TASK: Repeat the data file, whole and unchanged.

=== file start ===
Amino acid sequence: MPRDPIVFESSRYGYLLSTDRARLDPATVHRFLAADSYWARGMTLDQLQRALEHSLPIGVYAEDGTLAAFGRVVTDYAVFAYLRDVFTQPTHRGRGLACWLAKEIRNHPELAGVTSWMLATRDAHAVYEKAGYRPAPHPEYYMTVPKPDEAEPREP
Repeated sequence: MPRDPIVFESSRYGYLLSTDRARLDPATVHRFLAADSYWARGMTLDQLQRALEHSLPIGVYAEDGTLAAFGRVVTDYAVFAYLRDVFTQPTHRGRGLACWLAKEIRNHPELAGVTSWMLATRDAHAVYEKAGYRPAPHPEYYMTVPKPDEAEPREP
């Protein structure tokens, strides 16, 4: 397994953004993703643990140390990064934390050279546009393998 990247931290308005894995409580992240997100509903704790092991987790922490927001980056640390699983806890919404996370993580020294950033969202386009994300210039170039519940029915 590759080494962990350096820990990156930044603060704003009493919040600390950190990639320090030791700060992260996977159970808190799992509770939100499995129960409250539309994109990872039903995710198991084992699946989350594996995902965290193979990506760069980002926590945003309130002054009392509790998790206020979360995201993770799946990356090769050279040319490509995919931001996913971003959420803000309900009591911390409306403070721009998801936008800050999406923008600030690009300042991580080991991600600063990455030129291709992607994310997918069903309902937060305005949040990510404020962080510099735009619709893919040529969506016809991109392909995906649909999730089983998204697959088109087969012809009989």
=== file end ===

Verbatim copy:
Amino acid sequence: MPRDPIVFESSRYGYLLSTDRARLDPATVHRFLAADSYWARGMTLDQLQRALEHSLPIGVYAEDGTLAAFGRVVTDYAVFAYLRDVFTQPTHRGRGLACWLAKEIRNHPELAGVTSWMLATRDAHAVYEKAGYRPAPHPEYYMTVPKPDEAEPREP
Repeated sequence: MPRDPIVFESSRYGYLLSTDRARLDPATVHRFLAADSYWARGMTLDQLQRALEHSLPIGVYAEDGTLAAFGRVVTDYAVFAYLRDVFTQPTHRGRGLACWLAKEIRNHPELAGVTSWMLATRDAHAVYEKAGYRPAPHPEYYMTVPKPDEAEPREP
């Protein structure tokens, strides 16, 4: 397994953004993703643990140390990064934390050279546009393998 990247931290308005894995409580992240997100509903704790092991987790922490927001980056640390699983806890919404996370993580020294950033969202386009994300210039170039519940029915 590759080494962990350096820990990156930044603060704003009493919040600390950190990639320090030791700060992260996977159970808190799992509770939100499995129960409250539309994109990872039903995710198991084992699946989350594996995902965290193979990506760069980002926590945003309130002054009392509790998790206020979360995201993770799946990356090769050279040319490509995919931001996913971003959420803000309900009591911390409306403070721009998801936008800050999406923008600030690009300042991580080991991600600063990455030129291709992607994310997918069903309902937060305005949040990510404020962080510099735009619709893919040529969506016809991109392909995906649909999730089983998204697959088109087969012809009989």